Verbatim, as delivered

July 17, 2007

Contact: Lynne Weil, 202-225-5021

Statement of Chairman Lantos at hearing, “U.S. Policy Options in the Iraq Crisis”

If there was any question about the direction of Congress on Iraq, it has become crystal clear in the past two weeks. With respected Republican leaders like Richard Lugar and John Warner breaking ranks and firmly stating the need for a change in course, the pressure on the Administration is becoming greater by the day. Soon, the chorus of voices calling for a responsible redeployment will be impossible for the White House to quell with a veto threat.

For now, the Administration remains willfully deaf to these calls. But even if the President does veto the redeployment bill that I co-sponsored and that passed the House last week, Congress will send yet another telegram to the door of the White House – and next time, more Republicans will show up to help deliver it. And the time after that, even more will stand up and be counted.

I hope it doesn’t come to that, but I fear that it might. The Administration astonishingly signaled yesterday that it is considering a further increase in troop levels in Iraq. Chairman of the Joint Chiefs of Staff Peter Pace said one of the options on the table would be to boost the number after General Petraeus’ crucial report in September. This would represent an irresponsible disregard for the strong will of Congress and of the American people.

The Administration is fighting against the tide with a misinformation campaign. After each damning military report and devastating development, the White House spins a story about partial progress and the slimmest of successes.

The fact is that Iraq has spiraled into a civil war that cannot be contained. Four years and four months into the war, the level of violence is once again flaring, as demonstrated by the ghastly bombings yesterday in the city of Kirkuk.

In its interim benchmark report, the Administration again tried to sugarcoat the rapidly deteriorating situation on the ground. Using the most liberal grading standard possible, the Administration could give no more than a 50-percent grade to the Iraqis.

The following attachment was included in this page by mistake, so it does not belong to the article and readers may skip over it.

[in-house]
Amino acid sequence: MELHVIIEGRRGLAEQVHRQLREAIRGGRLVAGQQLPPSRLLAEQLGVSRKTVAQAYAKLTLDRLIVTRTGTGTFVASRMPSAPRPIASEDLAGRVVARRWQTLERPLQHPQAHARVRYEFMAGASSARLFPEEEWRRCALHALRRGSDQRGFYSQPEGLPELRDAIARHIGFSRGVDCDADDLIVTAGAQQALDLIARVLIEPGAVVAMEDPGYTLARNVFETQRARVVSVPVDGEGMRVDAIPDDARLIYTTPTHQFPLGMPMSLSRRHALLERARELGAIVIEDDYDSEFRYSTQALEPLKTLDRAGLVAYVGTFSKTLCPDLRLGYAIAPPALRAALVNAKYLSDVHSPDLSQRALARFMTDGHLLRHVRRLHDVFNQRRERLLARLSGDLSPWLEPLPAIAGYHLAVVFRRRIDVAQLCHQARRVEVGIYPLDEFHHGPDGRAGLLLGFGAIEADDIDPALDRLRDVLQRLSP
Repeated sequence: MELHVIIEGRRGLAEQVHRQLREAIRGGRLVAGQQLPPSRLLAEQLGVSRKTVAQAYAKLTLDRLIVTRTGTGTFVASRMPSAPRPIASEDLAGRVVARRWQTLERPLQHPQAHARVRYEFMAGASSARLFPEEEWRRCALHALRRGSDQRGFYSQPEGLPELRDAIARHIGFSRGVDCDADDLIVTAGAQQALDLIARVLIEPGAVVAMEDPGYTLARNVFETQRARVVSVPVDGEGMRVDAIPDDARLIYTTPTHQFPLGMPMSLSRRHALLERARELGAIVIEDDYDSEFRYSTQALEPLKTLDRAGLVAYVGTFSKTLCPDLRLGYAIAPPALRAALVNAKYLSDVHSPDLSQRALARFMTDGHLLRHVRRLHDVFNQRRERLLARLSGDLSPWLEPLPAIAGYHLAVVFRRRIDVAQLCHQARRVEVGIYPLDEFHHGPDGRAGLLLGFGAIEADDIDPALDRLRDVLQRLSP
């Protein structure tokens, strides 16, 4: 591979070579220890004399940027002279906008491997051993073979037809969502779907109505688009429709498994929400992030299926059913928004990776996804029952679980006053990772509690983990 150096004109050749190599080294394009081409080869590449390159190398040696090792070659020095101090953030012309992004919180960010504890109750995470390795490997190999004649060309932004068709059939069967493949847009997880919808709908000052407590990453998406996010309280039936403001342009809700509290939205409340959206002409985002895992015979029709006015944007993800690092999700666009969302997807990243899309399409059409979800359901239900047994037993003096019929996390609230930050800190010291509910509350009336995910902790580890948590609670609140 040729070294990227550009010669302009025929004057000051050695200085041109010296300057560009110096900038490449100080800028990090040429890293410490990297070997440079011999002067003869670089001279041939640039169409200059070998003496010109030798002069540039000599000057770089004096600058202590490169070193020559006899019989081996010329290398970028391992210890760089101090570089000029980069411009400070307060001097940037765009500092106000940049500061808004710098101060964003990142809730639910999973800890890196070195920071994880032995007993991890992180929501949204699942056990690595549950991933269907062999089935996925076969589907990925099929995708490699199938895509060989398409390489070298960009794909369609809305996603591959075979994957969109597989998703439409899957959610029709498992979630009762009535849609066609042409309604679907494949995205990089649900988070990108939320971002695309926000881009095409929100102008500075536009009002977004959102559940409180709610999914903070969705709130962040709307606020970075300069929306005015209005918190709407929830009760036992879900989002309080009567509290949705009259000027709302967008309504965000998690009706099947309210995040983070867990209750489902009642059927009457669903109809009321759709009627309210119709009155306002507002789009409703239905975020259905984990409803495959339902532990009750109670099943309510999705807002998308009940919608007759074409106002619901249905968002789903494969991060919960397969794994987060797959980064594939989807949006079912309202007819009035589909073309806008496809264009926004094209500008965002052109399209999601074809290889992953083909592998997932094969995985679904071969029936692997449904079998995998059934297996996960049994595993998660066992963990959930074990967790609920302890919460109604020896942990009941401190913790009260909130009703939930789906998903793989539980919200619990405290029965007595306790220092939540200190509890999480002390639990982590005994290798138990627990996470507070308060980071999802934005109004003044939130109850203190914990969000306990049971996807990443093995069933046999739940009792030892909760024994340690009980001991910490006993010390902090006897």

Among the list of the unmet benchmarks were some of the most critical of all, including the disarming of militias and the ability of the Iraqi security forces to operate independently. Let’s face it: the troop escalation is a categorical failure and the American people know it.

Like most Americans, I am convinced that the war has dragged on too long and cannot be “won” any time soon by any definition of winning that includes peace and good government. The issue is no longer whether we get out. It is how we get out, how soon, and how we manage the aftermath.

So even if the Senate passes a redeployment bill this week to match ours and the Administration vetoes it, we will continue to insist on a reasonable and responsible withdrawal plan that presents the least-bad option for Iraq, the region, and our national security interests.

Many doomsayers predict the direst of consequences in the aftermath of a withdrawal from Iraq. There is concern about the prospect of regional war and possibly a genocide. There is concern about the possibility of a war between Turkey and the Iraqi Kurds. And there is considerable concern about the prospect that Iraq will fall fully under the sway of Iran once the United States withdraws.

We must grapple with and address these concerns as we craft a withdrawal plan. I look forward to working with Republican leaders on ensuring that our withdrawal is safe and responsible, both for our troops and for Iraq.

A few courageous Republican Senators have seen the writing on the wall and are boldly stating that we must change our strategy urgently. The bill introduced by my friends Senators Warner and Lugar calls for the Administration to adopt a shift in our approach to Iraq by October. While I do not think that their bill goes far enough to really change course, it does employ a tactic that might accomplish a great deal: reconsidering the 2002 war authorization legislation and reshaping it for today’s more realistic mission.

I applaud Republican leaders for breaking ranks and I urge Republicans in the Senate to turn up the heat on the White House by voting for a responsible redeployment plan this week as the House has already done. Congress must bring the Administration back down to Earth on Iraq.

The Administration must come to grips with what the Congress and the American people have known for months: We have to finally get our troops out of harm’s way. Over the past week, it has become apparent that Congress and the Administration do not just disagree about the war, but are in fact working in two different orbits.

The Administration has no concrete plan to bring an end to the war before the conclusion of its term. Meanwhile, Congress is becoming increasingly committed to crafting strong, substantive initiatives towards a wise redeployment. I urge the Administration finally to heed the calls of the leaders of its own party and the will of the American people.